Sue Baic September 24, 2014

The impact of diet on our physical health is fairly understandable, but did you know your diet could also affect your mental health?

For example, serotonin is a chemical messenger in the brain which improves mood and helps us feel good. But to make it we need a steady supply of carbohydrate-rich foods.

…and that’s not all.

Carbs are also key in helping with low blood sugar levels

Low blood sugar levels can make us feel tired, weak and confused and could affect our mood. To help maintain stable blood sugar levels, eat regular starchy carbohydrate-based meals that include things like bread, rice, pasta or potatoes. It’s also important to eat plenty of fruit, vegetables and low fat dairy foods. Carbohydrates that are classed as having a low Glycemic Index (GI) are digested really slowly which can be better for us too, so try to make sure you include some of the following in your diet:

  • Pulses and beans;
  • Wholegrain cereals including oats and pasta;
  • Fruit and vegetables;
  • Low fat dairy foods such as yoghurt.

Top tip: try not to skip meals such as breakfast – even a breakfast on the go is better than a missed meal.

What other diet factors affect our mood?

Omega 3

Interestingly, populations which have a low intake of fish have shown higher rates of depression and low mood, indicating the omega 3 in oily fish could help protect against low mood (i).

To get the recommended intake of omega 3 eat two portions of fish per week, one of which should be oily, such as salmon, mackerel, sardines, trout or fresh tuna. Canned, smoked, fresh and frozen sources are perfectly fine too. A portion is about 140g (5 oz) of fresh fish or one small can of oily fish.

Women past childbearing age or not intending to have children, men and boys can eat up to four portions of oily fish a week. Women who are pregnant or breastfeeding, or likely to become pregnant, can safely have up to two portions a week.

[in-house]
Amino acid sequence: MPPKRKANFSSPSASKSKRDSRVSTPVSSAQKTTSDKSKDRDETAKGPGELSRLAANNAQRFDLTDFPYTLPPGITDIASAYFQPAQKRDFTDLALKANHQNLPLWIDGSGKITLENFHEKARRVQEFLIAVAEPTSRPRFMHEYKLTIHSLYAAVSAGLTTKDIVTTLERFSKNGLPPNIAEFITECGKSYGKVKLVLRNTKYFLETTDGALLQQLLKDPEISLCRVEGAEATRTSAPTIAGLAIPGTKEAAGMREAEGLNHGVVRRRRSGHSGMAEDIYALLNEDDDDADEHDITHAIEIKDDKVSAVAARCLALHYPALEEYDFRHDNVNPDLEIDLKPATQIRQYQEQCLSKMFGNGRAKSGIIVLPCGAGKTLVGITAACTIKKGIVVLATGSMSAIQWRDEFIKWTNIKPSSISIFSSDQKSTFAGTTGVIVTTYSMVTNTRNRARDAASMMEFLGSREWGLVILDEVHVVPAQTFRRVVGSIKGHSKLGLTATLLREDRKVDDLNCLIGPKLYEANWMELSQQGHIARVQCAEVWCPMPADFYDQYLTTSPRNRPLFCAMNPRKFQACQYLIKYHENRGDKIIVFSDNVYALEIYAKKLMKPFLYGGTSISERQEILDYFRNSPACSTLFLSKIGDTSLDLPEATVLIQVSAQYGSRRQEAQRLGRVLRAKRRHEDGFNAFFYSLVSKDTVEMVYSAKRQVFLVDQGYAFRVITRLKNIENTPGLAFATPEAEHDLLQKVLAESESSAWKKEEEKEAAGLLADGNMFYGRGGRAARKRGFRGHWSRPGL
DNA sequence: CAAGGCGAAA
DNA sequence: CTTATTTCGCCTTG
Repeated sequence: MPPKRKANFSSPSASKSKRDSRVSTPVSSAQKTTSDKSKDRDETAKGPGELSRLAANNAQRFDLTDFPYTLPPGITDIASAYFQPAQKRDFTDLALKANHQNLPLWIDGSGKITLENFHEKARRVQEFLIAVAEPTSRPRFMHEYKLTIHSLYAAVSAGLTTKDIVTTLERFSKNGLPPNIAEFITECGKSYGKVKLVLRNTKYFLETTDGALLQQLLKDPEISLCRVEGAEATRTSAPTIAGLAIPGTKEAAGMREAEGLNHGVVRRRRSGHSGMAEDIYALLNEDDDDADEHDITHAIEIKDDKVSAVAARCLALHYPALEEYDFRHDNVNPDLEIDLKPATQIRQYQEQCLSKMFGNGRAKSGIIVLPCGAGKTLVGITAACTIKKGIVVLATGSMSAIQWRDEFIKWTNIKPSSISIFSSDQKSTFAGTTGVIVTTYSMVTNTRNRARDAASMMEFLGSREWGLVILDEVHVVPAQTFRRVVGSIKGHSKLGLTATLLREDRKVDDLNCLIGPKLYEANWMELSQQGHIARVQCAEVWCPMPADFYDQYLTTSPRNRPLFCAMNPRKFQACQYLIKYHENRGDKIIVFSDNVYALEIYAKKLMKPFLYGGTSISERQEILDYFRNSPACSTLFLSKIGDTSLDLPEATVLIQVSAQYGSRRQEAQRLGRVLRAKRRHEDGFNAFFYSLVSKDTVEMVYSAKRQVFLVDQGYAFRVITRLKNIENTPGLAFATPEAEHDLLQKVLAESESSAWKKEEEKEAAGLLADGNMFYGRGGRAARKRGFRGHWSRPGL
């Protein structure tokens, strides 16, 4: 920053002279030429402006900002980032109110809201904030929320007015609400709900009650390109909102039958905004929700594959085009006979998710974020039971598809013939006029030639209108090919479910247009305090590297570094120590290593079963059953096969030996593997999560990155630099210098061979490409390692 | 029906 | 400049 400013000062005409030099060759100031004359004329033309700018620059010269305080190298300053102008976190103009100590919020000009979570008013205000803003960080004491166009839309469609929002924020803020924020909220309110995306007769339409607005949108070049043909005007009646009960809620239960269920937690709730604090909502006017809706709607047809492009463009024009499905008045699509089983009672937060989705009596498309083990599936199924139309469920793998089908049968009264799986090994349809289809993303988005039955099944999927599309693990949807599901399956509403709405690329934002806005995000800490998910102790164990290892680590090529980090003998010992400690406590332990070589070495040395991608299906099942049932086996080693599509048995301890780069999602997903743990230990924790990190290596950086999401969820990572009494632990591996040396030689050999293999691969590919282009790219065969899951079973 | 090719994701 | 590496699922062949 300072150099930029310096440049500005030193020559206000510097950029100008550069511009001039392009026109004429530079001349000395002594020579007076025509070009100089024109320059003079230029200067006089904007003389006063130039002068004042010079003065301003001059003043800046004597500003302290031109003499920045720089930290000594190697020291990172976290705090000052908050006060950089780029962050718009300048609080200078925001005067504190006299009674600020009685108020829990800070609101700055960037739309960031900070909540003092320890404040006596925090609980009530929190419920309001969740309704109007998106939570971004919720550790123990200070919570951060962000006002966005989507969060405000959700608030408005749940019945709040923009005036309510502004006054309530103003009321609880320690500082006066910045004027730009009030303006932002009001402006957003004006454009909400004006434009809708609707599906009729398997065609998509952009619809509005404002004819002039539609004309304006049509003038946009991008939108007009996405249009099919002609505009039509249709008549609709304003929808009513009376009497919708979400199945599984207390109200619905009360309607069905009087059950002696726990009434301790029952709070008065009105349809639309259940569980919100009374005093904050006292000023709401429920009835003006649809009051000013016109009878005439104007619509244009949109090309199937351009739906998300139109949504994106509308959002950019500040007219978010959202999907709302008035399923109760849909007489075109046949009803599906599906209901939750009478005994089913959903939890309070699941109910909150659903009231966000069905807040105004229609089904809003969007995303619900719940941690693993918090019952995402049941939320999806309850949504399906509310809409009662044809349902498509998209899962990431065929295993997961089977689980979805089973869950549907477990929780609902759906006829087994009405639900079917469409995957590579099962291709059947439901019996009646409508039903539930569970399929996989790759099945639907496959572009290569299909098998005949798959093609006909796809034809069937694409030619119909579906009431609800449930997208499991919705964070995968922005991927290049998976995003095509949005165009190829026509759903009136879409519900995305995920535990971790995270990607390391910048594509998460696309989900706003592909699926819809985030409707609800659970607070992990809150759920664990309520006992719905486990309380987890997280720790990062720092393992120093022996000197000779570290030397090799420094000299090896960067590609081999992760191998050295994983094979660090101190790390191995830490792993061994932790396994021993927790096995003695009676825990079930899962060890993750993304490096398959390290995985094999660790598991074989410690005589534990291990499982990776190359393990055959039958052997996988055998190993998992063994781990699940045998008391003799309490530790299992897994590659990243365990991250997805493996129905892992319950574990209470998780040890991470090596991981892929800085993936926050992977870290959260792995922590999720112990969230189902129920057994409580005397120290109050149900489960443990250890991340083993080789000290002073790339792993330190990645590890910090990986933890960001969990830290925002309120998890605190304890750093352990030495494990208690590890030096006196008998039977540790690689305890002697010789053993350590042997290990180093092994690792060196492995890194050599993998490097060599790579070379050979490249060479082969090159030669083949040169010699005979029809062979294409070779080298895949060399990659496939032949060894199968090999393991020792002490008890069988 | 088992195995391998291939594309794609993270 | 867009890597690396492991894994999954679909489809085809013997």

Alternative sources of omega 3

It’s worth bearing in mind that you can two ‘chain lengths’ of omega 3 fatty acids; short chain and long chain. Short chain omega 3 fatty acids aren’t thought to benefit our mood as effectively as long chain versions found in oily fish.

If you don’t eat fish, eggs enriched with omega 3 are a good source. You can also get short chain omega 3 from:

  • Nuts and seeds such as walnuts, pumpkin seeds and linseeds, rapeseed and linseed oils fortified spreads;
  • Soya and soya products such as tofu or soy beans;
  • Soya dairy alternatives;
  • Green leafy vegetables.

If you are unable to eat food sources of omega 3, body oil supplements rich in long chain omega 3 fats may be useful.

Chocolate and caffeine

Caffeine in coffee, tea, cocoa and energy drinks could improve mood and alertness when you are tired (ii). However individual responses to caffeine vary and side effects such as anxiety, irritability and headaches could occur in some people, especially those who don’t normally drink coffee.

Many people believe eating chocolate also helps their mood (iii). However, research suggests this is a result of our perception of chocolate as a reward food rather than the actual triggering of the release of feel good chemicals.

Vitamins and minerals

Folate:

Low blood levels of folate, a B vitamin, are associated with depression especially in older adults. Folate is found in offal, green leafy vegetables, citrus fruit, pulses, beans and fortified foods such as breakfast cereals.

B vitamins:

Low levels of other B vitamins, including B1, B2 and B3, are also associated with tiredness, irritability and low mood. These are found in wholegrain cereals, dairy, meat, fish and eggs.

Selenium:

Studies suggest low levels of selenium may be linked to depression and other negative mood states. Selenium is found in meat, fish, eggs and Brazil nuts.

Iron:

Low levels of iron can lead to anaemia with associated feelings of weakness and lethargy. Sources of iron include red meat, oily fish, eggs, pulses, beans, fortified breakfast cereals, dried fruit and nuts.

(i) https://www.ncbi.nlm.nih.gov/pubmed/24447198

(ii) http://onlinelibrary.wiley.com/doi/10.1111/j.1467-3010.2007.00607.x/abstract

(iii) https://www.ncbi.nlm.nih.gov/pubmed/20421555

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